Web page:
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Photo by Solange_Z / Getty Images.

During their 3,000-year dominance over Mesoamerica, the Mayans built elaborate architectural structures and developed a sophisticated, technologically progressive society. But immediately after reaching the peak of its powers over the entire Yucatan Peninsula, the Mayan Empire collapsed, falling apart in just 150 years. The reasons for its sudden demise remain a mystery, but in a 2018 Science study, scientists found clues buried deep in the mud of Lake Chichancanab.

Deforestation, overpopulation, and extreme drought have all been proposed as the reason for the empire’s collapse. The most probable of those, argue the University of Cambridge and University of Florida scientists in their study, is drought. The evidence they gathered in the muddy sediments underlying Lake Chichancanab, which was once a part of the empire, underscore the devastating power of a drought on a population.

The sediment cores that the scientists dug up from the depths of the lake are like a time machine, giving a glimpse of what past environments look like. In the study, the team specifically looked at precipitated gypsum, a soft mineral that incorporates oxygen and hydrogen isotopes of water molecules into its crystalline structure. Looking at it was like peering into fossil water, and in this case, it showed that the area surrounding the lake had gone through extremely arid periods. During periods of drought, larger amounts of water evaporate, and so a higher proportion of lighter isotopes in gypsum indicates a period of drought.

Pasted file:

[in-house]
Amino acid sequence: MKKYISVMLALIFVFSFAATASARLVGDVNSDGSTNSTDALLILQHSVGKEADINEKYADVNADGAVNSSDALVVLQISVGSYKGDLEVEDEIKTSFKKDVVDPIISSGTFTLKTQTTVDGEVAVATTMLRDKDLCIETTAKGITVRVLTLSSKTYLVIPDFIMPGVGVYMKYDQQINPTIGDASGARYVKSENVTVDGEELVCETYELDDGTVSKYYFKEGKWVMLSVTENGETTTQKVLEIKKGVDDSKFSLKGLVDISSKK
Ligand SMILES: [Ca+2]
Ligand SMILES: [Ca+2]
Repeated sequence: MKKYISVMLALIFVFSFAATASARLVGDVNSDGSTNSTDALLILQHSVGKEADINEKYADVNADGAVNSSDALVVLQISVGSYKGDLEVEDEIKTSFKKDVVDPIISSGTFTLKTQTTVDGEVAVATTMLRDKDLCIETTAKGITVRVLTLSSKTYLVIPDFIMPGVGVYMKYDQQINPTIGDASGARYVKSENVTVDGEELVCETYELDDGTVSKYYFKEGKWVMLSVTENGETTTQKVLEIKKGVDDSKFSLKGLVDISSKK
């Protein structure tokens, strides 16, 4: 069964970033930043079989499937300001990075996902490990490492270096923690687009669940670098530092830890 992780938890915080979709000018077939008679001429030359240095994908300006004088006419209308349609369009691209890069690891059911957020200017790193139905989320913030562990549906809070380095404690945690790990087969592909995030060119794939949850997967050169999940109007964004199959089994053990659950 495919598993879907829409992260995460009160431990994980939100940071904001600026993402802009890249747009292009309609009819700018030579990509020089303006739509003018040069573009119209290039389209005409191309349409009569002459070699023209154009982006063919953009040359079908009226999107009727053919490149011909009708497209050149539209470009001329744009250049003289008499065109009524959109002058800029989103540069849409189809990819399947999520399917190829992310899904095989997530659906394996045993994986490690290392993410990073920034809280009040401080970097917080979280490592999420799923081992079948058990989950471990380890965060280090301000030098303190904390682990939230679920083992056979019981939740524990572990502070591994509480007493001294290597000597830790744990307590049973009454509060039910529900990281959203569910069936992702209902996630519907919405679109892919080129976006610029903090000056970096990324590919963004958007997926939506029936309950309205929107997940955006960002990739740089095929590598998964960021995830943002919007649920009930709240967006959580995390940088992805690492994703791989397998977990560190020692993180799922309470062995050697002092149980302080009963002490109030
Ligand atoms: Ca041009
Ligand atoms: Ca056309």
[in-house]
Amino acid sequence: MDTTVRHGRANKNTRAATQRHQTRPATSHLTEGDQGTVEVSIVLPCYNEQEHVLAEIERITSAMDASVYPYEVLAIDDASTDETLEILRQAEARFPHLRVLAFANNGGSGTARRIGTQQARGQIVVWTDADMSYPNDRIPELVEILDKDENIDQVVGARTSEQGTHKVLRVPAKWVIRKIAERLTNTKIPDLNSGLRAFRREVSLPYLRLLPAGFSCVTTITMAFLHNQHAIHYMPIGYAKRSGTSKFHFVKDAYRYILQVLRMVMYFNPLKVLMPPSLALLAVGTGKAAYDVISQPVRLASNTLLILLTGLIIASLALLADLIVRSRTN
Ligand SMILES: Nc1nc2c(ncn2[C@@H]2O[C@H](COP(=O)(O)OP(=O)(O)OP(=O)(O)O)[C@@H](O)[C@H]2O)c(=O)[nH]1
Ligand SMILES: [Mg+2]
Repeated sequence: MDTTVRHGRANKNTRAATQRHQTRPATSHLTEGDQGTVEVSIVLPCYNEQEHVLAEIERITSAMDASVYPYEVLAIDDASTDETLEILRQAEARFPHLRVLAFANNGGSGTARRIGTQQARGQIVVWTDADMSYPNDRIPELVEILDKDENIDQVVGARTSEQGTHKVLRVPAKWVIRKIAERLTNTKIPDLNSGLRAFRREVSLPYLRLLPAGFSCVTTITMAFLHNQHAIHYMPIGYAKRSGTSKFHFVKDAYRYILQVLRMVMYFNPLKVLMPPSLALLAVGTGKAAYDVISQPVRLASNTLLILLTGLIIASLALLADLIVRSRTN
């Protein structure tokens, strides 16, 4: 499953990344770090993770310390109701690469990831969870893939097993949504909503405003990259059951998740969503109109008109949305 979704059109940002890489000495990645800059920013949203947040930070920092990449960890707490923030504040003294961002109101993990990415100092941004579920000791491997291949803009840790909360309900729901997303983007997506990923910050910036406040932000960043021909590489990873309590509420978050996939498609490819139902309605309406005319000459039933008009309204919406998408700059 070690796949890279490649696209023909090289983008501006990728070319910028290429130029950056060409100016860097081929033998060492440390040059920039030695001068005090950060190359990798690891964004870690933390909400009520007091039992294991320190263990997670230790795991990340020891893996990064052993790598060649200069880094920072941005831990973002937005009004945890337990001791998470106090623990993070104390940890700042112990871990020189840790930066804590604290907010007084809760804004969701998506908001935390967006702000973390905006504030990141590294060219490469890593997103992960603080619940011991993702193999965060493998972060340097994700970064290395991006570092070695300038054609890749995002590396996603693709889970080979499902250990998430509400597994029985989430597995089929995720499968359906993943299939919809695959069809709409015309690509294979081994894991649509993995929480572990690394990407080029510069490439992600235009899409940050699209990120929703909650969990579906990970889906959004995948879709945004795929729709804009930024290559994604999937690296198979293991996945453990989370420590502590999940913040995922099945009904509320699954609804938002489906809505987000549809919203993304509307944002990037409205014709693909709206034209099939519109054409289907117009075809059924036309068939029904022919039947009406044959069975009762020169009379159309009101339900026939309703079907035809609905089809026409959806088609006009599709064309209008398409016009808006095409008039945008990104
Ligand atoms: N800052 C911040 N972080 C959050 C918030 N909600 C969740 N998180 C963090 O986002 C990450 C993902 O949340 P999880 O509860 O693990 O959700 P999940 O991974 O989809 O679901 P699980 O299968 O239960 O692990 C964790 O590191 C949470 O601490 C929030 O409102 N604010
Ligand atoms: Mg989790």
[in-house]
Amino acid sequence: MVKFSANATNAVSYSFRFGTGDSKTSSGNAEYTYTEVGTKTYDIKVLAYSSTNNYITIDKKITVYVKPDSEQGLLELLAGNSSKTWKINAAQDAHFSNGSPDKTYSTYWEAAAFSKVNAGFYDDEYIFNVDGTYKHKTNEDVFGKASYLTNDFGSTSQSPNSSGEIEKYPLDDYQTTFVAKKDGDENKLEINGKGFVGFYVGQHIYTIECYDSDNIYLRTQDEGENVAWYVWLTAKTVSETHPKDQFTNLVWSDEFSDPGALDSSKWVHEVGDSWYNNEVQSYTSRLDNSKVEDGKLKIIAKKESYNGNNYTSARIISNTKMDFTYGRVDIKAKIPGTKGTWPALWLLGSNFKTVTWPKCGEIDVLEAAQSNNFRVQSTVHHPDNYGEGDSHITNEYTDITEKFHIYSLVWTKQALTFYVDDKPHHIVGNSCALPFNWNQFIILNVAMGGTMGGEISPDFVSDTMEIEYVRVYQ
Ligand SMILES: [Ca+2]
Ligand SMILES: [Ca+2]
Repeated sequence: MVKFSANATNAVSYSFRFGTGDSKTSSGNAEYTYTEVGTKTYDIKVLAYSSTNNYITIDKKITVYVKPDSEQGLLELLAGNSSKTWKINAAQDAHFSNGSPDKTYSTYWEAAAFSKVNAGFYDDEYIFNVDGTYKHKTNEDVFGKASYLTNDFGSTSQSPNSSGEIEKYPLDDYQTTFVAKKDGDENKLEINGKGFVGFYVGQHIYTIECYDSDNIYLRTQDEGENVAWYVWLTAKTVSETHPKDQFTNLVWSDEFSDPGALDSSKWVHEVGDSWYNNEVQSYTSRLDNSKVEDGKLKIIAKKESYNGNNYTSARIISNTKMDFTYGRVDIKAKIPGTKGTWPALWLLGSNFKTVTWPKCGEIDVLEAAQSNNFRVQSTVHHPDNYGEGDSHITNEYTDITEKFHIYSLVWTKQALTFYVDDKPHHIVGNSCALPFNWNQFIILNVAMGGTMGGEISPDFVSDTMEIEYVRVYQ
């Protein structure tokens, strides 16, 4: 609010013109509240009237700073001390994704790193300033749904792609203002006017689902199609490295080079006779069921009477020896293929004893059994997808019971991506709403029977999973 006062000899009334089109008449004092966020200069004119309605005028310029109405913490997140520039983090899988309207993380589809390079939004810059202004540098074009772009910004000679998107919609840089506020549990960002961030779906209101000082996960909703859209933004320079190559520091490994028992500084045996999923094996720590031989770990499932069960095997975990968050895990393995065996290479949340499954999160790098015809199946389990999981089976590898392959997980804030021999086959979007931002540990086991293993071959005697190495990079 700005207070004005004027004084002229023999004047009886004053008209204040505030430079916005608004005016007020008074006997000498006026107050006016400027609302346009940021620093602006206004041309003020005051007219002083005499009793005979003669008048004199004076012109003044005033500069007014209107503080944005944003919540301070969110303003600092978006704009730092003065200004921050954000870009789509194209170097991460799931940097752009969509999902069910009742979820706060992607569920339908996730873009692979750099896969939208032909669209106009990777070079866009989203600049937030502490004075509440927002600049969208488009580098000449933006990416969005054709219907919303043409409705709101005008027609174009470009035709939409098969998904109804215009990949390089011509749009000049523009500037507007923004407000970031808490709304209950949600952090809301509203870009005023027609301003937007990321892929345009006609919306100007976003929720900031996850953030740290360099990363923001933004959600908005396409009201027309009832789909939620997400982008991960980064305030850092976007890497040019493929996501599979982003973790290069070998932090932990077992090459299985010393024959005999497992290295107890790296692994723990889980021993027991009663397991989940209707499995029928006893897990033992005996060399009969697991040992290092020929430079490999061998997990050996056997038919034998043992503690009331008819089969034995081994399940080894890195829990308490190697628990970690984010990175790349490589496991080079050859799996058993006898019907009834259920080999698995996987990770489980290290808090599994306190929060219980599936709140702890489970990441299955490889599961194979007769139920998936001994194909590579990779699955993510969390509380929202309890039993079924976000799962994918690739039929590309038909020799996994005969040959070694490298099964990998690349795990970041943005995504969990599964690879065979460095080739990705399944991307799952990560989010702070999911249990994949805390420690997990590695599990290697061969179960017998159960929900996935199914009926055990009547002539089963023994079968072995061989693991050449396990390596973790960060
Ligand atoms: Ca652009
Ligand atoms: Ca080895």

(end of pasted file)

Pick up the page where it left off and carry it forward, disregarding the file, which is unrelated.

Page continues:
The team determined that between the years 800 and 1,000, annual rainfall in the Maya lowlands decreased by nearly 50 percent on average and up to 70 percent during peak drought conditions. This means the rainfall in this region essentially stopped about the same time that the empire’s city-states were abandoned.

Today, drought continues to aggrieve societies. The United States drought causes annual losses nearing $9 billion, and the environment is increasingly unable to bounce back. In 2017, a NASA study showed that land ecosystems are taking progressively longer to recover from droughts in the 20th century, stating that “incomplete drought recovery may become the new normal in some areas.” The impact of climate change, some scientists argue, may induce multi-decade “mega-droughts.”

However, modern-day droughts don’t necessarily spell out the collapse of our own society, says Andrew Plantinga, Ph.D., who was not involved in the study. Platinga, a professor of natural resource economics and policy at the University of California, Santa Barbara, says that today “we have many ways to mitigate water scarcity that would not have been available to ancient civilizations.” Modern societies can pump water from great depths, move it over great distances, and make water drinkable with technologies like desalinization. We can survive — but it’ll come with a cost.

“Although we have great potential for adaptation to water scarcity, adaptation comes at a cost, and we may well see these costs increase if droughts become more severe with climate change,” says Plantinga. “While humans will adapt to water scarcity for many generations to come, they may be living in a less hospitable and more resource-constrained world.”

Sarah Sloat is a writer based in Brooklyn. She has previously written for The New Republic, Pacific Standard, and McSweeney's Internet Tendency.

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